World energy supply has been ‘force for good,’ must also be sustainable: Aramco CTO

Saudi man looks at the solar plant in Uyayna, north of Riyadh, Saudi Arabia. (Reuters)

The world’s energy supply has been “a force for good” and may be reliable and affordable, but it must also be sustainable, Saudi Aramco’s Chief Technology Officer Ahmed al-Khowaiter said on Tuesday, during a G20 Riyadh Summit live broadcast.

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He gave an example of a successful COVID-19 vaccine needing to be mass produced.

“Fortunately, we have an energy system in place that can power the manufacture, transportation and safe storage of the billions of doses that are required to defeat the virus,” al-Khowaiter said.


However, he also said that reduction of emissions is needed sooner rather than later, and it is not a question of “if” but “how,” in order to meet dual global energy and climate challenges.

“The question is not if we reduce our emissions but how. For me, that starts with a fundamental rethink. We must stop thinking of the global energy system as a linear economy of infinite resource and limitless capacity to absorb waste,” al-Khowaiter said.

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He suggested inspiration for sustainability and emission reduction be taken from nature and have it be treated as a “circular system” instead of a linear one.

“Each year as part of the natural carbon cycle, the earth recycles 20 times as much C02 as humans emit, locking it away in trees or plankton, where it becomes energy for other organisms, a source of life and growth, rather than a source of harm,” the CTO said during his live address.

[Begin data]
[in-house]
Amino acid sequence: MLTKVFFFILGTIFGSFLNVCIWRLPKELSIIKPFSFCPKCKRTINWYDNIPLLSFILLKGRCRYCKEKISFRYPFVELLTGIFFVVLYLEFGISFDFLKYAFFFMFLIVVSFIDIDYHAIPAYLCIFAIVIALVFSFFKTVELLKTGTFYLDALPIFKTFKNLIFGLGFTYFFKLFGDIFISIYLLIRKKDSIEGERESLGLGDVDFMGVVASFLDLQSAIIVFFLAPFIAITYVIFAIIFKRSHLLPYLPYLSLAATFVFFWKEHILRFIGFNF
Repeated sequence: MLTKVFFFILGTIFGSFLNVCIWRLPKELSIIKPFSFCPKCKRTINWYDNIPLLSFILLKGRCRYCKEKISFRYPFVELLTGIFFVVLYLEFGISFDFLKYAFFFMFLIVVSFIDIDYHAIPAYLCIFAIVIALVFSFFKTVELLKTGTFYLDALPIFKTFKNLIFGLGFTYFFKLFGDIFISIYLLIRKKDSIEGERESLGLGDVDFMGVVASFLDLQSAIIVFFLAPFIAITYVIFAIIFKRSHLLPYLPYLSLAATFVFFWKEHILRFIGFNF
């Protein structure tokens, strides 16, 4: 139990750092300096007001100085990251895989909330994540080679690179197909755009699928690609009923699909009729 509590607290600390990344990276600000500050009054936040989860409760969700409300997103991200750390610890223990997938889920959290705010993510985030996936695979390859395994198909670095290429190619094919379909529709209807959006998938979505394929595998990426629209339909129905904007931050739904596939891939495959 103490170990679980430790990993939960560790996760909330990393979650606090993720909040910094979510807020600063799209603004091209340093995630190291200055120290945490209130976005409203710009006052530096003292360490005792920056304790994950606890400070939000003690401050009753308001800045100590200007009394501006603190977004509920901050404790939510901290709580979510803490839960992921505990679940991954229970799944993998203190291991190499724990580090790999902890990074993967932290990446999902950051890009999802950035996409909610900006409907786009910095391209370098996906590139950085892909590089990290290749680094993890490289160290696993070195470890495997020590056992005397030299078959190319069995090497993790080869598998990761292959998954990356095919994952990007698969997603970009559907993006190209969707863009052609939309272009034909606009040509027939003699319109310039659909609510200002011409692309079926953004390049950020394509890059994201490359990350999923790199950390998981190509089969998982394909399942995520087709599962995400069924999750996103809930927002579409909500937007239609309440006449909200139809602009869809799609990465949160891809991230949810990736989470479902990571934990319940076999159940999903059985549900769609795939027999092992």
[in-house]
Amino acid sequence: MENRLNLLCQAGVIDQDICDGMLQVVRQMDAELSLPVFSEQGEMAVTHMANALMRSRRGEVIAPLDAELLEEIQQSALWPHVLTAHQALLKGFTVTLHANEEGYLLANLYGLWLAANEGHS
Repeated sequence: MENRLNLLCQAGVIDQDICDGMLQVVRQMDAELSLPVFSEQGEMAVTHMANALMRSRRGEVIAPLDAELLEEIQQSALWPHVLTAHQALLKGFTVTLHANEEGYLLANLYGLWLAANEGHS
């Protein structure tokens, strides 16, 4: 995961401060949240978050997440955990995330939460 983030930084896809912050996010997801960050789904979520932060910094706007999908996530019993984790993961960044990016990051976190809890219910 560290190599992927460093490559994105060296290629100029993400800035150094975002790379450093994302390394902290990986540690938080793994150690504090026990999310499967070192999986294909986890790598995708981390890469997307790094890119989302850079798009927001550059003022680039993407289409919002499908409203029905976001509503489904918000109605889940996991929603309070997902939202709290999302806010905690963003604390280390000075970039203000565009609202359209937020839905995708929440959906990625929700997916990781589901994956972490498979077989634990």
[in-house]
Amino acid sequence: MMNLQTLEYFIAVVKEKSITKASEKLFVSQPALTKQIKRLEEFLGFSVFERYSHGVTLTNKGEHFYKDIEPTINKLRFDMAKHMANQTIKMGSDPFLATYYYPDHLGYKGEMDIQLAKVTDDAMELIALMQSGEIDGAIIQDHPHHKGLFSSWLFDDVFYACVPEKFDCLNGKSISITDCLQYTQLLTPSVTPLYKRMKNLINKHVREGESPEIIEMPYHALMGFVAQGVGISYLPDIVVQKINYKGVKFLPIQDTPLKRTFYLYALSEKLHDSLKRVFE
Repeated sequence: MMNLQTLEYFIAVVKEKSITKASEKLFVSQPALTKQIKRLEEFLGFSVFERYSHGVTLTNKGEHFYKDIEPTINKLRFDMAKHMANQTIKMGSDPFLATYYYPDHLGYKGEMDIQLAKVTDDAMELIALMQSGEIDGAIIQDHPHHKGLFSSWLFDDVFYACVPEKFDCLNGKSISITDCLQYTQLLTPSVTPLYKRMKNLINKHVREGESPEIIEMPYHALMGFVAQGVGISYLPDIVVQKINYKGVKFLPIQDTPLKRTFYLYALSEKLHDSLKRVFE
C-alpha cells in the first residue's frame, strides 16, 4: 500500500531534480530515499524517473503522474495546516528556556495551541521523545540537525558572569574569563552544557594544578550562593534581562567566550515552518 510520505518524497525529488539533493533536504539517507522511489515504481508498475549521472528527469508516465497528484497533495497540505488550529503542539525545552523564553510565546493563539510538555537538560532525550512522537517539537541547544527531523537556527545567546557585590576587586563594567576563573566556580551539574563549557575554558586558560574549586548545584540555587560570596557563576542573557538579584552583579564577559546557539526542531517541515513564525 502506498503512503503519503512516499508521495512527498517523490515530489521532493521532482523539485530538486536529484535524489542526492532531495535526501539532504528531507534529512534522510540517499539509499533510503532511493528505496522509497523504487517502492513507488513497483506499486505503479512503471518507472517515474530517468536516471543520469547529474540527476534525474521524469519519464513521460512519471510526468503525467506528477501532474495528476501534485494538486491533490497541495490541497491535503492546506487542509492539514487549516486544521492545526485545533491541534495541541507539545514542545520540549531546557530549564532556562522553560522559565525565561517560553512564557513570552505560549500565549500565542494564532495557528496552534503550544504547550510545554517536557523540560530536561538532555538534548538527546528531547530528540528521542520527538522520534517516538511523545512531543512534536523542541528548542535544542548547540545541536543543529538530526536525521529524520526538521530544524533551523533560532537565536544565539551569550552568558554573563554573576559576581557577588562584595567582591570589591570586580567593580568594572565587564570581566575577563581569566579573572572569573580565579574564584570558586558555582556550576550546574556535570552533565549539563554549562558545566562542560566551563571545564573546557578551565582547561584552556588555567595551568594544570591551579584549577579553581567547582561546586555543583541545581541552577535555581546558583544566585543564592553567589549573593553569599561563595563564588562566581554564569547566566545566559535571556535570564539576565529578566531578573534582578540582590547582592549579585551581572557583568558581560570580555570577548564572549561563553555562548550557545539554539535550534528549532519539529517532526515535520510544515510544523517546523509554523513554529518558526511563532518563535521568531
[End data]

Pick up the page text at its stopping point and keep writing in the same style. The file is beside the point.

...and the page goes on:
He also suggested a long-term sustained investment in science and technology as an “all of the above approach that moves us to a circular system.”

Read also: Science, technology, innovation crucial to oil industry, Aramco Chairman says

Such an investment would include energy efficiency, more renewables with energy storage, low emission fuel engine systems, e-fuels, mobile carbon capture, and converting C02 to valuable products like polymers, according to al-Khowaiter.

“We need them all, and I’m proud that Aramco, my company, is investing in all of these technologies and more,” al-Khowaiter said.

In recent months, Aramco has highlighted the low volume of greenhouse gases emitted from pumping Saudi crude, programs to boost gas production and plans to grow carbon-absorbing mangroves, according to Bloomberg.

Read also: Saudi Arabia sends world-first shipment of blue ammonia to Japan

Despite these significant steps, “technology alone is not the whole solution,” according to al-Khowaiter.

“Having the right attitude, not despairing that this problem is too complex or difficult, not complacently assuming that some future generation will solve it on our behalf but real determination and realistic optimism about our shared capacity to face this challenge together.”

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Last Update: Tuesday, 17 November 2020 KSA 17:33 - GMT 14:33
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